How a dodgy crypto influencer got rich on YouTube and Twitter — while the platforms and the SEC failed to act 

This post was originally published on this site

Wayne Kacheche believed in Dogecoin because Elon Musk did. The Tesla founder and billionaire kept talking up the popular meme token on Twitter, and in May 2021 even joked about Dogecoin during a Saturday Night Live segment. Shortly after the episode aired, Dogecoin plunged 40%.

Kacheche, then a 19-year-old university student living in South Africa, decided to check out Dogecoin. He started watching YouTube videos and came to share a widespread sentiment in the crypto world that Dogecoin had peaked. He began to search for altcoins, going down an algorithmic rabbit hole that brought him to a crypto influencer named Crypto Pablo. After two months of investing, Kacheche believed the channel mostly pushed scams.

“I was still a newborn to the crypto space,” Kacheche said. “I stopped following his shilling and also unsubscribed from his channel.”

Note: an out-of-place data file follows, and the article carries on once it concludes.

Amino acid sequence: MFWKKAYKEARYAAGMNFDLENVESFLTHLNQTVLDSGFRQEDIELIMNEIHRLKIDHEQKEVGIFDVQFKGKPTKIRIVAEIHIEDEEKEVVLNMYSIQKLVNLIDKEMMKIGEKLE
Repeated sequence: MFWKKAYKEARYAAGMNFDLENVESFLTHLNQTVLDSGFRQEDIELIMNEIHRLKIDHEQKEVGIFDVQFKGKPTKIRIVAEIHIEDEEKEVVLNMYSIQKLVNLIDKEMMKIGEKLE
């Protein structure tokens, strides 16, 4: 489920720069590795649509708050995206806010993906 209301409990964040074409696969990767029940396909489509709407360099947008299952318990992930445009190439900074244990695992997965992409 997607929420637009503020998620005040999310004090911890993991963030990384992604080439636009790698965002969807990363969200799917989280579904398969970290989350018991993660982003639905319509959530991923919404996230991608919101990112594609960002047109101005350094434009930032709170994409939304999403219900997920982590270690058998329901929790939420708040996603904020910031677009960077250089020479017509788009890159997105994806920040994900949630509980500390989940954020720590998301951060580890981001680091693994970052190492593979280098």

A week or two later, the YouTube algorithm spat out Lark Davis—the “Crypto Lark.” 

Today, Davis is a prominent crypto influencer with about 1 million followers on both Twitter and Instagram, and nearly 500,000 on YouTube. Davis has a cherubic countenance and earnest demeanor, speaking directly to his viewers in the videos he posts often multiple times a day with titles like “This Coin Made Millionaires.” He comes across as a baby-faced Jim Cramer, if the CNBC host was the nextdoor neighbor’s grandson shilling shitcoins—crypto slang for tokens of dubious value—instead of stocks.

In late September, the pseudonymous Twitter sleuth ZachXBT posted a long tweet thread laying out evidence that Davis had promoted new altcoins to his massive audience while at the same time receiving early access to the tokens as a pre-sale investor, and then selling them right around the time he was promoting them to his followers. Davis’ acolytes were left holding the proverbial bag when the coins invariably crashed.

Fortune independently verified the findings by examining the blockchain. Elliptic and Chainalysis, two blockchain analysis firms that work with top crypto companies and government agencies, likewise confirmed ZachXBT’s analysis.

“The assessment appears correct and aligns with what was revealed on the Twitter investigation,” researchers at Elliptic told Fortune.

After a request for comment from Fortune, Davis initially pointed to a Tweet thread he posted in response to ZachXBT, telling Fortune, “I don’t have anything else to add about these BS allegations.”